Medicaid expansion advocates say they will make another attempt at expanding the program.
Public radio reports, “Advocates of expanding Medicaid eligibility are planning a second attempt to override Gov. Sam Brownback’s veto of an expansion bill when lawmakers return in May to wrap up the 2017 session.”
The story sounds as if House members will simply call for another vote to override Brownback’s veto. That’s not possible under Kansas law, according to attorney and former Speaker of the Kansas House Mike O’Neal.
“Having looked into the question of a potential revote on the Medicaid expansion override attempt, it is my opinion that such a revote is not authorized,” O’Neal, a Hutchison Republican, says.
Kansas law required lawmakers to to reconsider the vetoed proposal within 30 days. The veto notice appeared in the House Journal on March 30, and the House failed to override the veto the same day.
“So for starters, any hypothetical right to reconsideration of a failed override attempt must take place within that 30-day window,” O’Neal explains. “Otherwise the time could be extended indefinitely by successive attempts at an override.”
Changing that rule would require an amendment to the Kansas Constitution. The clock runs out on the 30 days on April 30, and the House isn’t scheduled to meet again until May 1.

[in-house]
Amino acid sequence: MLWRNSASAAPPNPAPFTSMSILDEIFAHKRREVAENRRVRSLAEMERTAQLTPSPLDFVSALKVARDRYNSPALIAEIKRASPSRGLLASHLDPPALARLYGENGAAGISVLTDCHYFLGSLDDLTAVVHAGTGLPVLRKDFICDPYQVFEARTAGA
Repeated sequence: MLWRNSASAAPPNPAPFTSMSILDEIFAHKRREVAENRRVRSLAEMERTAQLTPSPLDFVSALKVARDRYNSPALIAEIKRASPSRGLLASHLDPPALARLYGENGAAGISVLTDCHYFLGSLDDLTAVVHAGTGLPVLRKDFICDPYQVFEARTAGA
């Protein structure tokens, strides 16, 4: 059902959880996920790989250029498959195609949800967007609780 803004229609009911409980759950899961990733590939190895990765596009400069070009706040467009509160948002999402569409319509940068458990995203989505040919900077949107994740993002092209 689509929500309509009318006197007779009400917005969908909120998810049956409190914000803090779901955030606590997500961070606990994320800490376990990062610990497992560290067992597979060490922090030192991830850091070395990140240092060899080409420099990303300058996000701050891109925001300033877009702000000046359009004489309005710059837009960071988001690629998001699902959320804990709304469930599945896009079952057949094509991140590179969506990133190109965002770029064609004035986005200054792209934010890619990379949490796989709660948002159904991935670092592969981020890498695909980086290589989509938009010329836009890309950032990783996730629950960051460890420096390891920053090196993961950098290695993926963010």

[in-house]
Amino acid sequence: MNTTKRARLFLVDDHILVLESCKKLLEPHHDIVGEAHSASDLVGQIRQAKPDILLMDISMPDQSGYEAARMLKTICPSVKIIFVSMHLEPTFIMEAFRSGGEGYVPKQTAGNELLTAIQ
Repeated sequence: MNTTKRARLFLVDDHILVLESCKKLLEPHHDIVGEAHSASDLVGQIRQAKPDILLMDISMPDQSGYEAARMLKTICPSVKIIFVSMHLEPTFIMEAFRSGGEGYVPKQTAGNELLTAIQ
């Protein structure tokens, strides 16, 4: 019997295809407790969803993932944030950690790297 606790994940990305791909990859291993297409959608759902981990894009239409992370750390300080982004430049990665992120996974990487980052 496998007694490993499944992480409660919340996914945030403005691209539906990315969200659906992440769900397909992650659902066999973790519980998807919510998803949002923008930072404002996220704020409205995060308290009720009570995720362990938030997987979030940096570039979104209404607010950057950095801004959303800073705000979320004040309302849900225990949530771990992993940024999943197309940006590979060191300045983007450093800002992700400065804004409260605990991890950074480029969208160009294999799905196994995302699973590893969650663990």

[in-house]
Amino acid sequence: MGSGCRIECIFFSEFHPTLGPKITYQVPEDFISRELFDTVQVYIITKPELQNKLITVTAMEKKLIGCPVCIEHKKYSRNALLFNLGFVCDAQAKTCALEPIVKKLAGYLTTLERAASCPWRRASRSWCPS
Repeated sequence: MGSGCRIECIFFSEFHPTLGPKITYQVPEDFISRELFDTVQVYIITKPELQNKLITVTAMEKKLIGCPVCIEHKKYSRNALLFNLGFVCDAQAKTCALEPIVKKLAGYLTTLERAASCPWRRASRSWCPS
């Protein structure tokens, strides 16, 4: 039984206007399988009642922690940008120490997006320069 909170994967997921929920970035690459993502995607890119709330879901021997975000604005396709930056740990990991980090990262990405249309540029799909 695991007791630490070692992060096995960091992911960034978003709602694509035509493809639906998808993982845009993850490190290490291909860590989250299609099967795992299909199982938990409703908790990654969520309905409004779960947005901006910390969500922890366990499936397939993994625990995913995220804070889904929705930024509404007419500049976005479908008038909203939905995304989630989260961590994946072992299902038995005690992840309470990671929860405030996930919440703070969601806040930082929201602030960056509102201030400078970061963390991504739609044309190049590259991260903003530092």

House members have the option to reconsider votes, but those attempts must be made the same day the vote is taken or the subsequent day of the initial override attempt.
“That time has expired, and the message of the House has already been read in the Senate,” O’Neal explains.
Proponents could argue that a simple majority can suspend House rules to allow a different deadline.
“However, such a move would still be subject to the constitutional and statutory provisions noted above, including the 30-day deadline to reconsider the Governor’s actions,” O’Neal says.
Though overriding the existing veto is impossible, Medicaid expansion proponents could introduce a new bill to expand Medicaid. Such an attempt would be subject to deadlines and Speaker discretion regarding assignment and consideration, O’Neal says.
“If that avenue is pursued and, assuming hypothetically, a bill passes and is sent to the Governor, the Legislature would have to stay in session long enough to reconsider the veto and not adjourn sine die,” O’Neal says. “Or two-thirds of the House could vote to call a special session for the purpose of reconsideration of the Governor’s veto.”
O’Neal says it’s hard to envision a scenario where two-thirds of the Senate would agree to that.
“Time will run out before any such attempt can be made,” O’Neal says.
‘Gut and Go’
Lawmakers may also attempt a legislative maneuver known as a ‘gut-and-go.’ In this scenario, House legislators could take a bill approved and sent them by the Senate, strip it of its original proposal and replace it with different language expanding Medicaid. The gutted legislation would be sent back to the Senate for an up-or-down vote without debate. Brownback could veto the new legislation, and the clock begins again.